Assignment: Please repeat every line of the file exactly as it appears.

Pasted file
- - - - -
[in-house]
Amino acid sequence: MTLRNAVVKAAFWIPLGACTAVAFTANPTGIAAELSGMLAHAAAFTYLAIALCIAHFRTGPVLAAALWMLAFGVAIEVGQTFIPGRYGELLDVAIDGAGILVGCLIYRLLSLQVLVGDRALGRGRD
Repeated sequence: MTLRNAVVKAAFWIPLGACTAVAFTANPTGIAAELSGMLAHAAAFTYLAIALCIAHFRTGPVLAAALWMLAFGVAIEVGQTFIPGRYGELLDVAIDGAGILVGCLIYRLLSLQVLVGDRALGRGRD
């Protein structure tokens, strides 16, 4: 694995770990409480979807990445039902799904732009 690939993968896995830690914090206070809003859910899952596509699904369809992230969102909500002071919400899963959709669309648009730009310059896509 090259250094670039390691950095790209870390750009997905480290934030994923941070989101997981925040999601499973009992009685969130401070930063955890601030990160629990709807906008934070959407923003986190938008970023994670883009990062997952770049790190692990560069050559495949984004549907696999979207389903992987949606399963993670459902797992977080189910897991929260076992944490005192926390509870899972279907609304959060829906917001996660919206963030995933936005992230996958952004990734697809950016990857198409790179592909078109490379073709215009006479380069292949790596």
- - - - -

[in-house]
Amino acid sequence: MTLRNAVVKAAFWIPLGACTAVAFTANPTGIAAELSGMLAHAAAFTYLAIALCIAHFRTGPVLAAALWMLAFGVAIEVGQTFIPGRYGELLDVAIDGAGILVGCLIYRLLSLQVLVGDRALGRGRD
Repeated sequence: MTLRNAVVKAAFWIPLGACTAVAFTANPTGIAAELSGMLAHAAAFTYLAIALCIAHFRTGPVLAAALWMLAFGVAIEVGQTFIPGRYGELLDVAIDGAGILVGCLIYRLLSLQVLVGDRALGRGRD
């Protein structure tokens, strides 16, 4: 694995770990409480979807990445039902799904732009 690939993968896995830690914090206070809003859910899952596509699904369809992230969102909500002071919400899963959709669309648009730009310059896509 090259250094670039390691950095790209870390750009997905480290934030994923941070989101997981925040999601499973009992009685969130401070930063955890601030990160629990709807906008934070959407923003986190938008970023994670883009990062997952770049790190692990560069050559495949984004549907696999979207389903992987949606399963993670459902797992977080189910897991929260076992944490005192926390509870899972279907609304959060829906917001996660919206963030995933936005992230996958952004990734697809950016990857198409790179592909078109490379073709215009006479380069292949790596």